Proof of Human Existence: Interpreting the Voyager Golden Record with 'Sound Knowledge'
Updated: Feb 9, 2022
The Voyager Golden Records, launched into space in 1977 by two Voyager probes, contains 155 images of Earth's civilizations, natural landscapes, and the sounds of 55 human languages and creatures. But since it is a 'record', we can use our knowledge of sound to analyze and interpret it a little.
What is most interesting about this gold record is not just what it covers and how it sounds, but the instructions on the back of it. Excluding the sections explaining the position of the Earth's galaxy and the atoms used to define the speed of light on Earth, the rest of the record is devoted to explaining how to understand the use of the record.
The top left of the gold record shows the speed at which the record is to be played. If you have seen a vinyl player, you will notice that the speed is usually selectable and it is stated on the record what speed the record should be played at in order to get a normal sound. The speed of rotation is indicated on this gold record by a series of decimal conversions and multiplying by the speed of light to give a value of approximately 3.6 seconds, which means that it takes 3.6 seconds for the needle to make one revolution on the gold record. The diagram below, using the same solution, shows the duration of the record, 54 minutes 22 seconds. This gives us the correct speed of play for the record.
The content of the gold record contains information on the earth's ecological sounds and languages, which can be heard in the way described above, but the most complicated part is probably how the photographs are stored on the record. This is the process of digitizing and re-encoding the images. The images and music that we play on our computers today are also analogous to signals that are digitized and then decoded into images and sounds, which are just a series of zeros and ones before they are decoded.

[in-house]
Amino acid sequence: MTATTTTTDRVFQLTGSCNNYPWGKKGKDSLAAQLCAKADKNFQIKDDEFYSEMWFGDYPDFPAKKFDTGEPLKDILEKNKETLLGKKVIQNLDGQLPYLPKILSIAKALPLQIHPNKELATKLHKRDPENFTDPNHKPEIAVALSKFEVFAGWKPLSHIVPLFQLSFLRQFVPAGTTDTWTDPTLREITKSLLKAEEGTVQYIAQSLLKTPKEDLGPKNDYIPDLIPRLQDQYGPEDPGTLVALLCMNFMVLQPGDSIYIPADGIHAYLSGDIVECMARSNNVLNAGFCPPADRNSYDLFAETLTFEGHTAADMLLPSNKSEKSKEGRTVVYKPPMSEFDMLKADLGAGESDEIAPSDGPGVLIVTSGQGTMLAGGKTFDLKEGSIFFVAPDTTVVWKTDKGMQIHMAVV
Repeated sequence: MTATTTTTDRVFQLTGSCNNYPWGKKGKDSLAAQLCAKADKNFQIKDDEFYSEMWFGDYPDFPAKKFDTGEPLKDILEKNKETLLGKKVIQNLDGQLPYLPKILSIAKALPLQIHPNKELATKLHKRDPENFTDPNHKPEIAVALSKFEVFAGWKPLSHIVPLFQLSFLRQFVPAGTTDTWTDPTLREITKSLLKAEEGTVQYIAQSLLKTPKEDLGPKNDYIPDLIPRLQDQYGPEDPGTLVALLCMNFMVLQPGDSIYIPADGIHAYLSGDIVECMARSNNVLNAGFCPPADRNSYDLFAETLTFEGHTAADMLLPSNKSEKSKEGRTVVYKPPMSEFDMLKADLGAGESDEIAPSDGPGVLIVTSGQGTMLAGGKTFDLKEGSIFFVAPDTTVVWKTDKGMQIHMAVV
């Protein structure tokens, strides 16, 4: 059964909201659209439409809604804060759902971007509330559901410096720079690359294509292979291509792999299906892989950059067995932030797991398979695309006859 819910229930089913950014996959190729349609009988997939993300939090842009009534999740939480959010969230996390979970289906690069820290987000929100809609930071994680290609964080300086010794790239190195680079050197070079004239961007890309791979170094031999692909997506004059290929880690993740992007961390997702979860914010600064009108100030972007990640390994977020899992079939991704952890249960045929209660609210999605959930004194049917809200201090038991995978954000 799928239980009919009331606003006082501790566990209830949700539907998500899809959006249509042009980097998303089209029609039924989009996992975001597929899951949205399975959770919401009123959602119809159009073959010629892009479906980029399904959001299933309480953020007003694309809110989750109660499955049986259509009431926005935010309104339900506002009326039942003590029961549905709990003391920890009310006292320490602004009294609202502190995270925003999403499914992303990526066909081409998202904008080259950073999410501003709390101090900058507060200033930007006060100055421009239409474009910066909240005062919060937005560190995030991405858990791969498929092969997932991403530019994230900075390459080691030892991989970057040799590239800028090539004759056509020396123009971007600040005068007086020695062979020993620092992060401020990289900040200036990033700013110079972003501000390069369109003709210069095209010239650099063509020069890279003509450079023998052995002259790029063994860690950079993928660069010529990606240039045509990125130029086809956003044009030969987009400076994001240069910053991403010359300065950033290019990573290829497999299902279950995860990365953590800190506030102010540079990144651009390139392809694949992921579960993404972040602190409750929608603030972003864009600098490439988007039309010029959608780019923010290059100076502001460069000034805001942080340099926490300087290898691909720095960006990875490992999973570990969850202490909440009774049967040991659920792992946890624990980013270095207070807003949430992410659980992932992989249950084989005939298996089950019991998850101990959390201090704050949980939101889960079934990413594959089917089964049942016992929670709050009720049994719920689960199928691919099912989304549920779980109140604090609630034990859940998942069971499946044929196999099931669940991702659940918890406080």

Back then, scientists first pixelated all images, each pixel being 4 bits, and 4 bits could display 16 binary results, each binary straight representing a greyscale of color. The top right waveform also has vertical and horizontal lines representing the 1 and 0 values. The lower part of the display shows the length of time it takes to sample the waveform, which is also converted to a sample interval of about 8 milliseconds. The graphs below the waveform display are used to verify that the decoding process is correct.
The main reason for this seemingly complicated decoding process is that there is no corresponding decoding program, as opposed to playing a CD or DVD, where the decoding program is already built into the player so that the information can be decoded and reproduced so easily. This kind of use of sound-carrying information is not uncommon in music equipment, and in the early days of digital discs there was a track that was used to drive the timecode sound information, which at first glance sounded like electronic noise, but this was because the machine had its own decoding process to decode the sound information, not for human ears. This is because the machine has its own decoding process for decoding sound information, not for human hearing. Tech Electronic's digital effects have also used this technology, allowing users to carry digital information through the sound by playing the information file on their mobile phone and then using the pickups on the instrument to transfer the information to the effects to change the parameters directly.
For those interested in the decoding of sound information, there is a detailed decoding guide by the Verge Science team from abroad. You can also listen to this classic gold record on Soundcloud.